Thursday, November 27, 2014

Autism and the Holidays: Something to Remember

We've visited my parents' house several times lately, and I've wondered how bringing a 10-month-old who's pretty mobile to a place with not many baby toys can actually seem relaxing.

I couldn't put my finger on it at first. I still spent time following after her and taking inappropriate items out of her mouth. I still kept having to take her away from the kitty litter box and the open dishwasher.

Then I remembered Ethan.

Let me try to articulate this. With a typical child, you bring him somewhere and of course need to keep an eye out for him while he's a baby and toddler. But once he reaches a certain age, usually around 2 or 3, his curiosity and desire to either play or do what other kids are doing means you start to be able to let him "roam" a bit. Parents then start have a chance to sit back, take a breath, and enjoy hanging out with the "grown-ups" while their child plays independently with other kids or toys.

Autism parents rarely get this kind of breather.

I'll share Ethan's example, although it's not a great one, because he knows how to get along much better at these types of events now. There are some parents still having to keep a tight reign on their "child" with autism who is 40.

Ethan didn't require extra supervision because he was an out-of-control, hyperactive child who would trash people's houses. He didn't throw tantrums. He just didn't like a change in routine, and he didn't care as much about interacting with people. That meant: Wherever everyone else was gathered, he wanted to be doing something else. And he needed to spend time with some kind of object that brought him comfort from the stress of a changed routine. These were usually unconventional items or activities such as sliding a screen door back and forth over and over, opening and shutting doors nonstop, flipping light switches, or looking for the hose outside to trace the path again and again.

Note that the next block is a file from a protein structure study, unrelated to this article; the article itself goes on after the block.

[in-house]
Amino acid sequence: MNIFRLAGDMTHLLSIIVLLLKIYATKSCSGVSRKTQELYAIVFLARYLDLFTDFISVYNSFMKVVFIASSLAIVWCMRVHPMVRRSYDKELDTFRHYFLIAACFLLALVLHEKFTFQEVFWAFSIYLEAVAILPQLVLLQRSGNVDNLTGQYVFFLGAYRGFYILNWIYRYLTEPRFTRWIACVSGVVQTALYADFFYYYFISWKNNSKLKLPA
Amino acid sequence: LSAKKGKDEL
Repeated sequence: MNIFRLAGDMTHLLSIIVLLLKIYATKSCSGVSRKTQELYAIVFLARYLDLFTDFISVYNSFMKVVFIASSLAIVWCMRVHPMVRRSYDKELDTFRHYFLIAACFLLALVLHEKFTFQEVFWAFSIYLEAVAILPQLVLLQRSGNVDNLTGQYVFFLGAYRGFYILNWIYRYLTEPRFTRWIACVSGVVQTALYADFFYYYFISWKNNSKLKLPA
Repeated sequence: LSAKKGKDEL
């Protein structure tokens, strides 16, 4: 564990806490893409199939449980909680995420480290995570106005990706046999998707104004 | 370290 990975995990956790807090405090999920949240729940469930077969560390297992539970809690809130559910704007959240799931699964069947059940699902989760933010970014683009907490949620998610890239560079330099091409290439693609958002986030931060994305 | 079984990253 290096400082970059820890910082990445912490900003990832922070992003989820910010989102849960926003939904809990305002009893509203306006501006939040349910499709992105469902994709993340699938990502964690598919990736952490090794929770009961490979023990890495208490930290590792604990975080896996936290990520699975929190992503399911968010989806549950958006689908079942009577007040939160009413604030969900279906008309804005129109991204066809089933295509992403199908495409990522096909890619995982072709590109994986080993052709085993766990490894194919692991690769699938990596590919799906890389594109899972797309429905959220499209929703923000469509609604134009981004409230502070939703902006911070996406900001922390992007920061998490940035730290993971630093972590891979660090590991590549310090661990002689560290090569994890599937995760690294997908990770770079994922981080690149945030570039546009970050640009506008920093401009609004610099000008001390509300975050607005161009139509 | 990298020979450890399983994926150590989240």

When we are with relatives these days and all of the little cousins are around, I see the way they flock around Chloe. I realize how much time kids spend on interaction that we don't even notice. I honestly never knew how much time young children take just looking at each other, exchanging subtle gazes and other gestures. At gatherings and especially during the holidays, adults cook and gab and catch up on each other's lives; meanwhile a gaggle of kids usually forms somewhere, led by the older ones, with the little ones trailing along wanting to do everything the big kids do...

But if your child isn't interested in interacting -- that child, who is not trying to be bad or irritating or rude to the others, often goes off and does something else, often something considered "inappropriate."

I wish others knew, or would remember, how many parents of kids with autism spend a good deal of the time during holiday get-togethers in a quiet room apart from everyone a bathroom where their child wants to play with the basement...outside. These parents can hear the murmurs of laughter in the distance. They would love to be taking part in conversation. Maybe they'd love to be sitting in a comfy chair able to focus just on chatting rather than always wondering what they're child is doing or how to keep him calm.

I wish others would keep in mind that the first thing most parents of autistic kids think when they hear holiday gathering is stress. They know they will spend a good deal of the time trying to keep their child comfortable with a change in routine and scenery. They won't get much "downtime." They will possibly miss special moments. They will see the other kids playing together and watch the way their parents are able to let them go and play without even thinking about it, and their hearts will hurt a little. They will return home most likely more exhausted than when they got there. They will be counting down the days until the end of the weekend or holiday break when their child can get back to their schedule.